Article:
Wednesday, April 27, 2011
Canada's Progressives Are About to Get Screwed by a Corrupt Electoral System
The sudden rise of the NDP in the polls gives reason to hope that the political landscape is about to change fundamentally.
Don't bet the farm on it.
What the pundits don't say is that the NDP is far from playing on an even playing field. As anybody who is even vaguely aware of the way our electoral system actually works, national or even provincial percentages of the popular vote do not produce a proportional number of seats. It all depends on how the vote is distributed.
Concentrated support in smaller regions pays off whereas moderate support over large regions provides disappointing results. Add to mixture the possibility of a relatively even distribution of votes among opposing parties that allows candidates to triumph with only 30% of the vote and an electoral map that is gerrymandered to give rural ridings more voting power than urban ridings and you find a recipe for a democratic debacle.
For instance, it is most probable that in Quebec despite gaining more of the popular vote than the Bloc Quebecois the NDP will find themselves with less seats than they deserve. The Bloc will win more seats because of their strength in the rural regions and because of vote splitting between the federalist parties.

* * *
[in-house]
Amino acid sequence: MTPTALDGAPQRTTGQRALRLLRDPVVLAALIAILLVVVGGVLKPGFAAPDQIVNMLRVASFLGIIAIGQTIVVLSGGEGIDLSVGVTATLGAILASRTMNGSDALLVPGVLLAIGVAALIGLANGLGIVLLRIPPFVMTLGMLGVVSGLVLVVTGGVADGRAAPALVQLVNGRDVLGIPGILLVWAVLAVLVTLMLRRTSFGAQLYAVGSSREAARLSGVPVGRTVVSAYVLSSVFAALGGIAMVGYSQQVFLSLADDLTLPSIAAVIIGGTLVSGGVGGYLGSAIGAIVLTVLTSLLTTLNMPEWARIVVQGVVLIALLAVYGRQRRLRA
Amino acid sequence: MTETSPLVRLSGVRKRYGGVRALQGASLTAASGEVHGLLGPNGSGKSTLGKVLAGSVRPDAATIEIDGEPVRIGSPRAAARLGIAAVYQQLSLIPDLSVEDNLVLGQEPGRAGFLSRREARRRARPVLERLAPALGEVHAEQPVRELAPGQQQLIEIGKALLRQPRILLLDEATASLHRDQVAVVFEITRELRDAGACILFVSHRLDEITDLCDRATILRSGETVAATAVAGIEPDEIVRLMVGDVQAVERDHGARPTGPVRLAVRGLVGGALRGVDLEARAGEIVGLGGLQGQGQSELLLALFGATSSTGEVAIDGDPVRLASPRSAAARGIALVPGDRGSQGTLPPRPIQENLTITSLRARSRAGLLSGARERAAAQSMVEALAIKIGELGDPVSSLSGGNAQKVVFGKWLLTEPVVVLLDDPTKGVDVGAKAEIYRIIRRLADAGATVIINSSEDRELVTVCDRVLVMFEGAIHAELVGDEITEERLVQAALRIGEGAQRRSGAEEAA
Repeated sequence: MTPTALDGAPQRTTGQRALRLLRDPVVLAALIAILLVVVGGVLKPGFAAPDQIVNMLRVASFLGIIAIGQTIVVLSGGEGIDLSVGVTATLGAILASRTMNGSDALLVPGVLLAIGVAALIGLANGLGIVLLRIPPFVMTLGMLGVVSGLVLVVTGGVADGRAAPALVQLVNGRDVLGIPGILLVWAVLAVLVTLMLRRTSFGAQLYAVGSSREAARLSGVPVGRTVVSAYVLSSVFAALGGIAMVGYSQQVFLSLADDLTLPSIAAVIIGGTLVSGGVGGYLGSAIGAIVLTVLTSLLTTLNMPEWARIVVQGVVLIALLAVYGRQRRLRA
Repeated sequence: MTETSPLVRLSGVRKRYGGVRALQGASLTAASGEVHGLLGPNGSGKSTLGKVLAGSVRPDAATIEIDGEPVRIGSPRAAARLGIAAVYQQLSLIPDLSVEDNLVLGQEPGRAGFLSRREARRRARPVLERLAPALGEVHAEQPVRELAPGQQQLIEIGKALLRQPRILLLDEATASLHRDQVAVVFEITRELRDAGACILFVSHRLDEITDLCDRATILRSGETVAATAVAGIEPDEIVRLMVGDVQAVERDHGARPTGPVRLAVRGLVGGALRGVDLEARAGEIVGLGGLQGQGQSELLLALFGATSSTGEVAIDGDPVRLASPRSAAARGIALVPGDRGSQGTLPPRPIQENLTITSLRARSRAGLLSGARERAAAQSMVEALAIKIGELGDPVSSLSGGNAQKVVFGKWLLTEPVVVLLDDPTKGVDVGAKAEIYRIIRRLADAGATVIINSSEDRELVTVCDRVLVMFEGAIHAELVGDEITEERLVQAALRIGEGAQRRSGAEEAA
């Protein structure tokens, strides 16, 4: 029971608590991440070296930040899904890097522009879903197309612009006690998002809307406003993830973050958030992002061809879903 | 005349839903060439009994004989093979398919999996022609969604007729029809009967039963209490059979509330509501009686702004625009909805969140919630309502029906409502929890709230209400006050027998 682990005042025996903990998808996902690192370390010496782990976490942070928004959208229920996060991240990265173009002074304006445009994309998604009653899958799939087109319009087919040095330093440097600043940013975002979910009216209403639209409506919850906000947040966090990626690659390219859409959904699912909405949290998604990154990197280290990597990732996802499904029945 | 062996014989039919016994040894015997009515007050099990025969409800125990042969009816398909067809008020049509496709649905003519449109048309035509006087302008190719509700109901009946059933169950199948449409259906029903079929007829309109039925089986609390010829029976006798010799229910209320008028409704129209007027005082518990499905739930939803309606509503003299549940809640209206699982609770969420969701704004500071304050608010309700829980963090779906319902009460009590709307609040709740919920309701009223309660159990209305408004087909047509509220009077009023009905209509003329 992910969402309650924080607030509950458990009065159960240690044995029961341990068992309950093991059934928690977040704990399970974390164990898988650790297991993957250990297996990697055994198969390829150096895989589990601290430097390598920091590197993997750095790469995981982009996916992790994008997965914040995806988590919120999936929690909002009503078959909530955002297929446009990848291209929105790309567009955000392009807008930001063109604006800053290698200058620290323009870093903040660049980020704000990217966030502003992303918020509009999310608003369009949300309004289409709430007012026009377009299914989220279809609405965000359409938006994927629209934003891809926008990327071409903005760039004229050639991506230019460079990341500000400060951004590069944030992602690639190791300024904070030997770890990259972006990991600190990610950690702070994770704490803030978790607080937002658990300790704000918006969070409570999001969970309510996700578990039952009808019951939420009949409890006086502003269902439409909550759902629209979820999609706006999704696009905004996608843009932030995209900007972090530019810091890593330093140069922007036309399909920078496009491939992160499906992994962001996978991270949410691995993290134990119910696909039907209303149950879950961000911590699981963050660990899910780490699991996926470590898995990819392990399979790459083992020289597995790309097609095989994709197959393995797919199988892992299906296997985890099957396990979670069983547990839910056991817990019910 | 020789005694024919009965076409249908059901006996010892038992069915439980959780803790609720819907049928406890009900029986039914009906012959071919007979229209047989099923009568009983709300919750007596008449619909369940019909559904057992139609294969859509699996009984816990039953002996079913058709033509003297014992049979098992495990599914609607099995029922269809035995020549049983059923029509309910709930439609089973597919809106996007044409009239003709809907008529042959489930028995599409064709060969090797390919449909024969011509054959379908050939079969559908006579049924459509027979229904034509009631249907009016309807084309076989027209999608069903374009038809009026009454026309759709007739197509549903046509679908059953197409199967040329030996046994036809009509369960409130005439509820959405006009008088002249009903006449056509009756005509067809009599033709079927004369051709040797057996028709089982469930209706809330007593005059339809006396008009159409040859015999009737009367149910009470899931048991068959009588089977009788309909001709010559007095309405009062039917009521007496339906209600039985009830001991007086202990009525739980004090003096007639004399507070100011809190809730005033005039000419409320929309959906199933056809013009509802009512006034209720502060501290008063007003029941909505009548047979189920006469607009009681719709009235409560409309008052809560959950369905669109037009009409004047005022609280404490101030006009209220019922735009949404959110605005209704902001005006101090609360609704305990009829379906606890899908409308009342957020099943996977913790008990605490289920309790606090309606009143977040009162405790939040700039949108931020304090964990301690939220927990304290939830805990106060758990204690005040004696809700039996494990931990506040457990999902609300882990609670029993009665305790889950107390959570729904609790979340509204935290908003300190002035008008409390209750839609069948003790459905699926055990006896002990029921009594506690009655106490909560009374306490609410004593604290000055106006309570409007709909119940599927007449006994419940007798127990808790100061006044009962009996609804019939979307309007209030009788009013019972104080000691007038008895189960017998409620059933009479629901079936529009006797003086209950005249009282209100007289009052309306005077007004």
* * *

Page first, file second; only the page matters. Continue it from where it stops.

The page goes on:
Likewise, across Canada the Conservatives will benefit from the vote splitting between Liberals and the supporters of the NDP. In fact, it is quite foreseeable that the Conservatives will win more seats this time around with a slightly smaller share of the popular vote as compared to the 2008 election. So much so, they will go on to win a majority government with slightly more than just one third of the popular vote.
Perhaps some will find solace if the NDP forms the opposition, thinking that they are only one election away from forming a progressive government. So close and yet so far from real power.
My advice for any of my progressive readers is to watch the results on election evening in a bar. You're going to need a stiff drink when reality sets it and you realize that the country is still ruled by a minority with whom you have little in common.